We've then top-stitched either side of this seam, as shown above, but this is optional.

      Next, pin together the right sides of the two stitched side panels, stitch with a 1cm seam allowance. Again, press the seams open and finish with a zig zag stitch. And if desired finish with top-stitching either side of this seam too.

      The Draper's Daughter Panelled Cushion Cover TutorialWith the front of the cushion cover finished, each of the back panels need to be hemmed along one of the 42cm sides. To do this first turn a 1cm hem, pinning as you go (as shown below) and press into place; turn this hem again and iron to create a double fold hem.

      Top stitch this folded hem on the right side of the fabric, close to the turned edge.

      The Draper's Daughter Panelled Cushion Cover Tutorial

      Next place the front panel piece right side up on your work surface. Then lay one of the back pieces right side down onto the front panel, with the unfinished 42cm side lined up with the outer edge of the front cushion piece, as shown above.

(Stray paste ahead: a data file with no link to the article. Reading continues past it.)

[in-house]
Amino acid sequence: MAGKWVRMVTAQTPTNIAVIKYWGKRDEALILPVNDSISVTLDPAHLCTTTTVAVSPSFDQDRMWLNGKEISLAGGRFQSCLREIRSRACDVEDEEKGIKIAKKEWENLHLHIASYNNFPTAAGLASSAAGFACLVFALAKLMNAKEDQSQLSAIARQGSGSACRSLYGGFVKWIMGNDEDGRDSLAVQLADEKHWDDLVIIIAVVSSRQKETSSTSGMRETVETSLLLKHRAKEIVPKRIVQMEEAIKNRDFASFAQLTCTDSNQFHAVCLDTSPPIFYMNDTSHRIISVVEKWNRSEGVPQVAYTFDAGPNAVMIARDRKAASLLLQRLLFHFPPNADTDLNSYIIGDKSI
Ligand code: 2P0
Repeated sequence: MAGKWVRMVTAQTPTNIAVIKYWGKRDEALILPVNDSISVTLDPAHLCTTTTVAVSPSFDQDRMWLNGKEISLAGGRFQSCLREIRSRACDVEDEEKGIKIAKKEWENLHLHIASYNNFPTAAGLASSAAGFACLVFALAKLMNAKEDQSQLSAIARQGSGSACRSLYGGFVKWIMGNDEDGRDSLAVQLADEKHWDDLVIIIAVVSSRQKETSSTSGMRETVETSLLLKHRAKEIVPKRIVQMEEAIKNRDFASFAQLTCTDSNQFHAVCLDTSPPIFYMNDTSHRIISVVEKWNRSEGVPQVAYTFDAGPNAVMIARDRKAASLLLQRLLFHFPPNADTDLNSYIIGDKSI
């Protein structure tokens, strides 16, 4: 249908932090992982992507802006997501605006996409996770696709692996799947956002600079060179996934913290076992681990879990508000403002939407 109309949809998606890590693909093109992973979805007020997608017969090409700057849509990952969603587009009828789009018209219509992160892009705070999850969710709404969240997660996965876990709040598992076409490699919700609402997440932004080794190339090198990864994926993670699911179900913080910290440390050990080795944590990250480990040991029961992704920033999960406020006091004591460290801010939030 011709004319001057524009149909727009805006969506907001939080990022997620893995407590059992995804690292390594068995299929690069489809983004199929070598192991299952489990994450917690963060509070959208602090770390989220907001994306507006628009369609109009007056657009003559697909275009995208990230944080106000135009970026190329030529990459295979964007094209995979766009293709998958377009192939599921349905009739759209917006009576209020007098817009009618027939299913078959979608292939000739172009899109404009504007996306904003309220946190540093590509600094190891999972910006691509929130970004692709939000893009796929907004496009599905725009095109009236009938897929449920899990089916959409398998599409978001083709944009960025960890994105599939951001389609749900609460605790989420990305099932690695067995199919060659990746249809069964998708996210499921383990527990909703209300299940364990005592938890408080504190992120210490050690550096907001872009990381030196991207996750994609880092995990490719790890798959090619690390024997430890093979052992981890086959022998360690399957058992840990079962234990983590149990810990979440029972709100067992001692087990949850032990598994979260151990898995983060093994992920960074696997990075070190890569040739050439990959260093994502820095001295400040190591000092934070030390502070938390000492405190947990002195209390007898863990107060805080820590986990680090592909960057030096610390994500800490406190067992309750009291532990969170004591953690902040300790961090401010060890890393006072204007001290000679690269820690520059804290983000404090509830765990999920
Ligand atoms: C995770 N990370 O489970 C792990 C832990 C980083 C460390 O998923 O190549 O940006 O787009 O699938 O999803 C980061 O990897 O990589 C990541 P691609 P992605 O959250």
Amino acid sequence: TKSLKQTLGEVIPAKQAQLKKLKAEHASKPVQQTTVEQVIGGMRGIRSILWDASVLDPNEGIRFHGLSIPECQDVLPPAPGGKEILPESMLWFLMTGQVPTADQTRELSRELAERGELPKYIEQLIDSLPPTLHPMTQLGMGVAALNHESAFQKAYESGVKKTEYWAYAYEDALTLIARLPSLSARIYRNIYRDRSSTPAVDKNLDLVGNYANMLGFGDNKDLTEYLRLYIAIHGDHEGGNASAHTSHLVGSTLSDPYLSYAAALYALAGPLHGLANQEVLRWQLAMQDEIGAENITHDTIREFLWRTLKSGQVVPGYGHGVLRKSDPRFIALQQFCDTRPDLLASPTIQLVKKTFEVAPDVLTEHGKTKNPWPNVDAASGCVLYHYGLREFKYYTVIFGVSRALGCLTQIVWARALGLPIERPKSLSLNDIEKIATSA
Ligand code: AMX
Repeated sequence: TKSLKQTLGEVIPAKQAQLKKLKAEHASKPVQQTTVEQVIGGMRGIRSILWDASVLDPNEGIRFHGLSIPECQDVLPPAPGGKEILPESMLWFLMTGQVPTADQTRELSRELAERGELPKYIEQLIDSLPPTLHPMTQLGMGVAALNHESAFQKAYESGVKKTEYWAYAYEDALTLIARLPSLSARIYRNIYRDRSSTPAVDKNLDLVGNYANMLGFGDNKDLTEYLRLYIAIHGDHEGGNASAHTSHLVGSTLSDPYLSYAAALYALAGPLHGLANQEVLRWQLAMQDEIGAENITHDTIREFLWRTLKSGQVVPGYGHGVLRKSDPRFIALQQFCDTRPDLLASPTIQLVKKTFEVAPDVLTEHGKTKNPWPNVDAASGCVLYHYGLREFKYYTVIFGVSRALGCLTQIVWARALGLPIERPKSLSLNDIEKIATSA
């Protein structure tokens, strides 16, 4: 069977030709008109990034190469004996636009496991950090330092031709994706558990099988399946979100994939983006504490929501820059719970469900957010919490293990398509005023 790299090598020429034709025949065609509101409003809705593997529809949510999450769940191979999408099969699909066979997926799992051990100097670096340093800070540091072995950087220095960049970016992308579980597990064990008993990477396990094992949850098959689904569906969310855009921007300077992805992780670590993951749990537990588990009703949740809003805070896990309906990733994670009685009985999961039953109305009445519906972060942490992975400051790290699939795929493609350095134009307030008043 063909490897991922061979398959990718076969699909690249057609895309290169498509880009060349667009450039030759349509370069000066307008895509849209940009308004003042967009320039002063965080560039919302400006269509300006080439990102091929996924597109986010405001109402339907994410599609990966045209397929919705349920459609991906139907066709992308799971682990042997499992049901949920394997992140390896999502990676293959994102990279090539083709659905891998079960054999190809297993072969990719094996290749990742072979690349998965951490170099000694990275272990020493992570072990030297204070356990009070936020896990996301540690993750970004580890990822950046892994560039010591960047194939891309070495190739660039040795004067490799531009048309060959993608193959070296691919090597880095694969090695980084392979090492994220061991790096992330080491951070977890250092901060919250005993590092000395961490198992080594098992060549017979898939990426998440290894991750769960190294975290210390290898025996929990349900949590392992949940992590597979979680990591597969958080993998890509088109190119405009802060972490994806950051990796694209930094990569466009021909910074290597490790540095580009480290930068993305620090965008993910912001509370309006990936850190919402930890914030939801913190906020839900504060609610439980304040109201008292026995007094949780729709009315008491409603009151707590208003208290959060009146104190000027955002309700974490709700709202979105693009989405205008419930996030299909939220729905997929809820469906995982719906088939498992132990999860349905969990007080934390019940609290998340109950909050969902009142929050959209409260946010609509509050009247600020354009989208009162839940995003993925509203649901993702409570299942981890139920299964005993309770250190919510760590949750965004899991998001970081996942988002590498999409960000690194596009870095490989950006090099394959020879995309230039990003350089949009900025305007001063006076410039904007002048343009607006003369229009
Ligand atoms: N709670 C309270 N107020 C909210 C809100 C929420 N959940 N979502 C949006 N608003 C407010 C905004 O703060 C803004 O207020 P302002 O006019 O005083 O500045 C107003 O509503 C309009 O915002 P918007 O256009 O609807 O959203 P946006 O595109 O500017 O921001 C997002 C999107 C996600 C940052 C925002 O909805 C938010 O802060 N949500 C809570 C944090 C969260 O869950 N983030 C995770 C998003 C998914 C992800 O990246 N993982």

Then take the second back panel piece and again place it right side down onto the other fabric pieces, as with the other back piece, the unfinished 42cm side lined up with the outer edge of the front cushion piece. See our "How to Make an Envelope Cushion Cover Tutorial" for images to illustrate.

      Pin these back pieces in place. Then stitch round all four sides of the cushion cover with a 1cm seam allowance, at each corner sink the needle down, lift the foot and pivot the fabric 90 degrees.

      Trim the seams to 5mm, and trim the corners, as shown above, to ensure a neat finish. We finished our seams with a zig zag stitch, but again this isn't essential.

      The Draper's Daughter Panelled Cushion Cover Tutorial

      Turn your cover inside out, give it a good press and there you have it, your own bespoke cushion cover! 

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      TUTORIAL • How to Make Handkerchiefs

      Posted on May 26, 2015

      With Father's Day fast approaching, it's in just a few weeks on Sunday 21st June, we thought now would be a good time to do our first make! And what better than a set of hankies for you (and your children) to make for dads everywhere, we all know they love a good handkerchief!!